On February 19th — one day before the scheduled delivery date — I called the driver to see if he was on schedule. It wasn’t clear exactly what was going on, but I did find out that he was still in Portland. He mentioned some problem with the customer in Salt Lake City and that I would need to call the office. It was late Saturday night, so I knew there was no chance of getting in touch with anyone.
The next morning (Sunday morning) I started calling the office every hour starting at 10:30AM. At 2:30PM, Erick Thomas answered the phone. He told me that they weren’t going to be able to make the delivery that day. Of course, he knew well before then that they wouldn’t be making the delivery, because the truck was still in Portland. It would have been nice just to receive a courtesy call saying they were going to be late. That’s not how ZooZ Transportation works, though. If something doesn’t go according to plan, you’ll have no way of knowing unless you call them every day to ask for a status update.
So, Erick told me the delivery would be rescheduled for the 25th and the driver would be on the way soon. There was only one problem with this plan. A severe storm was forecast to move into the northwest United States around February 22nd. If the driver didn’t leave immediately, there was no way he was going to make it. As expected, the driver did not leave immediately. Parts of the Interstate were shut down because of snow pack conditions on the roads.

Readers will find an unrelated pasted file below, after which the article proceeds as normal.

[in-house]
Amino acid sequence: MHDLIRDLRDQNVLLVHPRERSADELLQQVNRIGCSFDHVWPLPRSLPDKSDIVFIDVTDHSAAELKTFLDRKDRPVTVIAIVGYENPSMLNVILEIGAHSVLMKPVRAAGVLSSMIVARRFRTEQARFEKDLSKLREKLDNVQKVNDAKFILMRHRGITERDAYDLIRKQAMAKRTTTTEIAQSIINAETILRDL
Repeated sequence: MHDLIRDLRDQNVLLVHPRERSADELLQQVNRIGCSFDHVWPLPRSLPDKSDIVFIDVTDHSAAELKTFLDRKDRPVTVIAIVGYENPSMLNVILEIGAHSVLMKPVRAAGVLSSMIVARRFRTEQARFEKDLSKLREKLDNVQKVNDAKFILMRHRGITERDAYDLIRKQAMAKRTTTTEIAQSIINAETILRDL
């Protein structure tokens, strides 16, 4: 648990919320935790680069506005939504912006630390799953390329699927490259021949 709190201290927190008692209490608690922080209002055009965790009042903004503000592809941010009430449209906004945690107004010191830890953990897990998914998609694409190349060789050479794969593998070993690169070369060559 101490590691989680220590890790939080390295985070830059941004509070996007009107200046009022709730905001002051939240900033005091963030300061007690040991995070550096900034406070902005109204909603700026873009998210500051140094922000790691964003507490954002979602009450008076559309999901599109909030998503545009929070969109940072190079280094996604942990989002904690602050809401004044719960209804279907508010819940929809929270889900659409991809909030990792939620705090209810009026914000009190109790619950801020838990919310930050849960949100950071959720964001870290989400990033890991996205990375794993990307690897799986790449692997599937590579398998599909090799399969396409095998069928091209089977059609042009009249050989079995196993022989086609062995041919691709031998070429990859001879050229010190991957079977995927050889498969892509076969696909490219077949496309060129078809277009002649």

Naturally, this meant that the February 25th delivery date was out the window. Erick came up with a new master plan. They would drive the shipment down to California and then send it from California over to Colorado. When all was said and done, a new delivery date was set for February 28th. Erick promised me the shipment would be there by that date.
By this point, I didn’t believe anything that they said. But when I called for an update on the 27th, Erick told me that the truck was on the way and there shouldn’t be any further problems. On the 28th, I called the driver in the late morning and he told me he was in the Grand Junction area. This had me excited. Everything I own was in Colorado at least! It was the final stretch. The driver told me he would be arriving in about 4 or 5 hours. Finally this ordeal was over!
Those four or five hours came and went with no communication. I was waiting patiently. I’ve driven on I-70 through the Colorado mountains many, many times, so I know that it can be pretty slow going — especially if you’re in a truck. So I called the driver to check in and see what kind of progress he had made and when he would be arriving.
The truck had broken down in Glenwood Springs.